Crocs, Inc. v. US International Trade Commission (ITC) (Fed. Cir. 2010) (“In the matter of CERTAIN FOAM FOOTWARE”)
In 2006, the ITC began an investigation to determine whether knock-off imports of the iconic Crocs foam shoes infringed either the Crocs utility patent (Patent No. 6,993,858) or the Crocs design patent (Patent No. D. 517789). After a full investigation, the ITC found no patent violation – holding instead that the utility patent was obvious and that the design patent was not infringed. The ITC also held that Crocs had not established a “domestic industry” relating to the patented product and thus, that the Commission did not have standing. On appeal, the Federal Circuit reversed.
Design Patent Claim Construction:
As is ordinary, the Crocs design patent claims “the ornamental design for ___, as shown and described.” Here, the blank (___) was filled by the word “footwear.” Following utility patent claim-construction precedent the ITC had described the drawings and used that description to limit the claim scope. On appeal, the Federal Circuit rejected that approach and instead holding that in the usual case, a design patent’s drawings typically needs very little textual description. The court also held that design patent claim construction should be less textually detailed because design patent infringement (and validity) are judged by looking at the design as a whole. An element-by-element description unduly draws attention to the details and “away from consideration of the design as a whole.”
This case shows the dangers of reliance on a detailed verbal claim construction. The claim construction focused on particular features of the ’789 patent design and led the administrative judge and the Commission away from consideration of the design as a whole. This error is apparent in the Commission’s explicit reference to two details required by the written claim construction but not by the ’789 drawings: (1) a strap of uniform width, and (2) holes evenly spaced around the sidewall of the upper. As shown in Figure 1 of the ’789 patent, the strap bulges to a greater width at the middle of the strap on the far left of the figure. Thus, the design figure does not require a strap of uniform width between the two round connectors. Also, as shown in Figure 4 of the ’789 patent, the holes are not evenly spaced. Figure 4 shows a gap in the spacing (particularly towards the big toe). Nonetheless, the written claim description required uniform strap width and uniform hole spacing—contrary to the claimed invention. This error distorts the infringement analysis by the ordinary observer viewing the design as a whole. The administrative judge and the Commission needed to apply the ordinary observer test to “the design shown in Figures 1–7.”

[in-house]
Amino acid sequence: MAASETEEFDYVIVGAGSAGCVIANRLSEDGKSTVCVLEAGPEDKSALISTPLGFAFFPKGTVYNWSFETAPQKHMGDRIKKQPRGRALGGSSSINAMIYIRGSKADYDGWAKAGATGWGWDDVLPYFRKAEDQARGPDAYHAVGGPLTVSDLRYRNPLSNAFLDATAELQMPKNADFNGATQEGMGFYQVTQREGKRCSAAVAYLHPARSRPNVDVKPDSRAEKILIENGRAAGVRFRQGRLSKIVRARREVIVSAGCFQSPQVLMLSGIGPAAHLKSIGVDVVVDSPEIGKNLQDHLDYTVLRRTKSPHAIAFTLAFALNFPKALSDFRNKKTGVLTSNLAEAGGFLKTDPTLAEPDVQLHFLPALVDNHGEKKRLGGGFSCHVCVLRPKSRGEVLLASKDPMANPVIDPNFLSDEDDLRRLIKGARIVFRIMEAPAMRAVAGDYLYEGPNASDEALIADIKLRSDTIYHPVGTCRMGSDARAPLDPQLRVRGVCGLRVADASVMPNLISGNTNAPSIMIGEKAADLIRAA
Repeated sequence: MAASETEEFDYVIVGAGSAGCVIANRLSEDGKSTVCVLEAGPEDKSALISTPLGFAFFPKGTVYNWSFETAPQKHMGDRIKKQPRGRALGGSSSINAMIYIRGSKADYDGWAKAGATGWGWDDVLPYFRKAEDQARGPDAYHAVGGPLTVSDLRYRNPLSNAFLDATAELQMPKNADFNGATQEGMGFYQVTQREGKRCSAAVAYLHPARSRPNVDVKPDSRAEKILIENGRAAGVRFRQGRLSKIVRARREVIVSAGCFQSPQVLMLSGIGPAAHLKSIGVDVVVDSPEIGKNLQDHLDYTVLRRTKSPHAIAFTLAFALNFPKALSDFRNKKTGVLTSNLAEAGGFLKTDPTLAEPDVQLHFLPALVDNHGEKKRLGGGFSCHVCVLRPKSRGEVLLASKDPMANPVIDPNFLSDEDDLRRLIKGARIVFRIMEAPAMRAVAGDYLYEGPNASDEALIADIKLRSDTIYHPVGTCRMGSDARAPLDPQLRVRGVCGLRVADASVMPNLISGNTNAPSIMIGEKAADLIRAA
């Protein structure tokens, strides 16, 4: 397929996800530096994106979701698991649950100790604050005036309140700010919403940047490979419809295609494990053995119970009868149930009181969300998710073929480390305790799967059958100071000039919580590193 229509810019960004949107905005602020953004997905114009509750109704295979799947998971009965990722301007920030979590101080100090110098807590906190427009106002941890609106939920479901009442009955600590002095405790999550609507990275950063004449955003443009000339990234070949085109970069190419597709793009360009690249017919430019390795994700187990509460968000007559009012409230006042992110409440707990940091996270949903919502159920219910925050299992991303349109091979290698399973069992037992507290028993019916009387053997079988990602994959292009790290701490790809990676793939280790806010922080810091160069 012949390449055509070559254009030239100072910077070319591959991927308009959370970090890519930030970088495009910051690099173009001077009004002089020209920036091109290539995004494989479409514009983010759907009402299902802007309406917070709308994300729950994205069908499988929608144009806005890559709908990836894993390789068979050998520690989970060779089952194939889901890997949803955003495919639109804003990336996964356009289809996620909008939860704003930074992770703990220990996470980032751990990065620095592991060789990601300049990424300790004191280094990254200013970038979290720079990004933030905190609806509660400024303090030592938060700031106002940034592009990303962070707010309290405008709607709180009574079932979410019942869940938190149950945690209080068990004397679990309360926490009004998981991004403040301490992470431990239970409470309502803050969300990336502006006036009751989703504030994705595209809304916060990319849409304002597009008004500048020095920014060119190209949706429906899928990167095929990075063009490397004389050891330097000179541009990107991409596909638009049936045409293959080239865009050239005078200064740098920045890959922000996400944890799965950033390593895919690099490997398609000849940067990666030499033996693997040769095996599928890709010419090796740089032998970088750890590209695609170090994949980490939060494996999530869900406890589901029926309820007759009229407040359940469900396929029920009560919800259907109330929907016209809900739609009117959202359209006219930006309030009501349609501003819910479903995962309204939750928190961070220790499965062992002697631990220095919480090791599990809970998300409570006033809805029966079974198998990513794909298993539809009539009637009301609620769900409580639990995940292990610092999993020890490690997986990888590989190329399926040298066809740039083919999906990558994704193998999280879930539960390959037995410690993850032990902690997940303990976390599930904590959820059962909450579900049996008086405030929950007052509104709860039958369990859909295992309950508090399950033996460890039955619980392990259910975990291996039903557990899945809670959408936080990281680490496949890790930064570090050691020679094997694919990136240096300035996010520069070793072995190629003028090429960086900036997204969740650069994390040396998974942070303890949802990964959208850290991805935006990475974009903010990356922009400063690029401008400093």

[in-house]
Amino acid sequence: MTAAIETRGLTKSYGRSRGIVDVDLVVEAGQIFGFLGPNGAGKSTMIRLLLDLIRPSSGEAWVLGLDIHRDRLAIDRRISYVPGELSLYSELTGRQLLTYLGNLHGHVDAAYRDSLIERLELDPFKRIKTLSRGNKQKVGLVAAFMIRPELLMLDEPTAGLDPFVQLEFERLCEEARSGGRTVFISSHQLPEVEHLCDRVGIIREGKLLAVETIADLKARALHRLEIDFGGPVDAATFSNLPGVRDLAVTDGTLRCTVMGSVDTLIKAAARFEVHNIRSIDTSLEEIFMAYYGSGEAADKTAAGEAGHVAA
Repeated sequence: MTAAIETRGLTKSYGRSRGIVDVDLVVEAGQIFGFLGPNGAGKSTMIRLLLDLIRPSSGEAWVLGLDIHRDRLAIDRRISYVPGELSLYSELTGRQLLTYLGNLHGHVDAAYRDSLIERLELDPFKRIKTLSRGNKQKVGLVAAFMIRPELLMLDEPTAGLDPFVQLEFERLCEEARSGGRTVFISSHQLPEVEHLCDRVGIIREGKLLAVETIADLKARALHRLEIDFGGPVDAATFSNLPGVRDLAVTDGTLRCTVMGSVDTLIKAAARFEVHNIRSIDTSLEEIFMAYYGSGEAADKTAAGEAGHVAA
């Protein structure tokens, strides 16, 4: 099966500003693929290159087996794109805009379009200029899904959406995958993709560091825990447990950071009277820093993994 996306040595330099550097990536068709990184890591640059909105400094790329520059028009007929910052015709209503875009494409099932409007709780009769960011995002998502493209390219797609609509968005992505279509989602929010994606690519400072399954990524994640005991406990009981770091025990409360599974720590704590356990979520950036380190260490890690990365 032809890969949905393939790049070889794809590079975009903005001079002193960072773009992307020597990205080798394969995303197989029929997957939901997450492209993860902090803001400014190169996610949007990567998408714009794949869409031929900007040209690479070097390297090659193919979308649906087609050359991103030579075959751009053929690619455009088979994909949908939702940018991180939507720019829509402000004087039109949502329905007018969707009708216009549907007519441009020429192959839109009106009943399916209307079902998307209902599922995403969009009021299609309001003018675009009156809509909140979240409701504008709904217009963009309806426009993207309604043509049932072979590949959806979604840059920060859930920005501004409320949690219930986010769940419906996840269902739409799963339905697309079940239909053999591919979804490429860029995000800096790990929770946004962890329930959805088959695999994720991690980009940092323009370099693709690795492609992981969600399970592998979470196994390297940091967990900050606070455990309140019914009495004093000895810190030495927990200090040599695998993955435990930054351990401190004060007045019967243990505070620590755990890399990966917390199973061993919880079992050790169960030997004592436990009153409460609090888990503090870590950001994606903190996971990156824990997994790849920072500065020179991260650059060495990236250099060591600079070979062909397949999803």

Under the now defunct “point of novelty” tests for both infringement and validity, courts had some justification for describing specific elements of the patented design because those elements would potentially be considered as points of novelty. Although not spelled-out by the court, the recent elimination of the “points of novelty” tests also eliminates that justification.
Design Patent Infringement:
The Federal Circuit outlined the “ordinary observer” test of design patent infringement in its en banc Egyptian Goddess decision. Here, the court fleshed-out that test with further details and nuances. Infringement of a design patent requires proof that an “ordinary observer, familiar with the prior art designs, would be deceived into believing that the accused product is the same as the patented design.” The hypothetical ordinary observer is considered to have knowledge of the prior art. Thus, “if the claimed design is close to the prior art designs, small differences between the accused design and the claimed design assume more importance to the eye of the hypothetical ordinary observer.” “The ordinary observer test applies to the patented design in its entirety, as it is claimed. [Therefore, minor differences between a patented design and an accused article’s design cannot, and [do] not, prevent a finding of infringement.” (quoting Payless Shoesource and Litton Sys.).
The court again emphasized that the test considers the design as a whole and that the court should not use drawing details to create an infringement checklist because “concentration on small differences in isolation distract[s] from the overall impression of the claimed ornamental features.” Rather, a better tool for determining infringement is a side-by-side comparison of the patented design and the accused product.
On the facts of this case, the Federal Circuit found that the allegedly infringing shoes were “nearly identical” to the patented design. “If the claimed design and the accused designs were arrayed in matching colors and mixed up randomly, this court is not confident that an ordinary observer could properly restore them to their original order without very careful and prolonged effort. . . . [T]his court perceives that the accused products embody the overall effect of the ’789 design in sufficient detail and clarity to cause market confusion. Thus, the accused products infringe the ’789 design.”
In a decision of some interest for design patent utility patent holders alike, the Federal Circuit suggested what seems a tight definition of the domestic industry requirement of an ITC Section 337 action. The court wrote:
The test for the technical prong of the industry requirement “is essentially the same as that for infringement, i.e., a comparison of domestic products to the asserted claims.” Alloc, Inc. v. Int’l Trade Comm’n, 342 F.3d 1361, 1375 (Fed. Cir. 2003). In other words, the technical prong requires proof that the patent claims cover the articles of manufacture that establish the domestic industry. Put simply, the complainant must practice its own patent.